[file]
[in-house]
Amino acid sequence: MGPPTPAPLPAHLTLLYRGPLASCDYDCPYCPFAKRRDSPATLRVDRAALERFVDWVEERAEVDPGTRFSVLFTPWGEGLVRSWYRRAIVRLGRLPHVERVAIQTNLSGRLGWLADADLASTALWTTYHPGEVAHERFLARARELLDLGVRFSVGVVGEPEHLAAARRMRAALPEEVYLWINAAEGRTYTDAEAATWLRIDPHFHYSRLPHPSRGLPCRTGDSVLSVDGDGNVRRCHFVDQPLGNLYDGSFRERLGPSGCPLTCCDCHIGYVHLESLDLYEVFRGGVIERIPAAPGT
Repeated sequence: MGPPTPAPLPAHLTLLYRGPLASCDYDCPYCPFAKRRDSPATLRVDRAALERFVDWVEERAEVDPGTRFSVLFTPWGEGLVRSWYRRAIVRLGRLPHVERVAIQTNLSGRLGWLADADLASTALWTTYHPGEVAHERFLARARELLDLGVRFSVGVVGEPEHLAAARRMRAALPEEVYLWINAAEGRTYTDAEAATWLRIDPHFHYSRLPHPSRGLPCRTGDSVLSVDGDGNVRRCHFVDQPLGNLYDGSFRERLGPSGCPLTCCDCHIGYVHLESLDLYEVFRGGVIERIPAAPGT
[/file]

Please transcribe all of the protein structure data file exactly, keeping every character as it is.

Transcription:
[in-house]
Amino acid sequence: MGPPTPAPLPAHLTLLYRGPLASCDYDCPYCPFAKRRDSPATLRVDRAALERFVDWVEERAEVDPGTRFSVLFTPWGEGLVRSWYRRAIVRLGRLPHVERVAIQTNLSGRLGWLADADLASTALWTTYHPGEVAHERFLARARELLDLGVRFSVGVVGEPEHLAAARRMRAALPEEVYLWINAAEGRTYTDAEAATWLRIDPHFHYSRLPHPSRGLPCRTGDSVLSVDGDGNVRRCHFVDQPLGNLYDGSFRERLGPSGCPLTCCDCHIGYVHLESLDLYEVFRGGVIERIPAAPGT
Repeated sequence: MGPPTPAPLPAHLTLLYRGPLASCDYDCPYCPFAKRRDSPATLRVDRAALERFVDWVEERAEVDPGTRFSVLFTPWGEGLVRSWYRRAIVRLGRLPHVERVAIQTNLSGRLGWLADADLASTALWTTYHPGEVAHERFLARARELLDLGVRFSVGVVGEPEHLAAARRMRAALPEEVYLWINAAEGRTYTDAEAATWLRIDPHFHYSRLPHPSRGLPCRTGDSVLSVDGDGNVRRCHFVDQPLGNLYDGSFRERLGPSGCPLTCCDCHIGYVHLESLDLYEVFRGGVIERIPAAPGT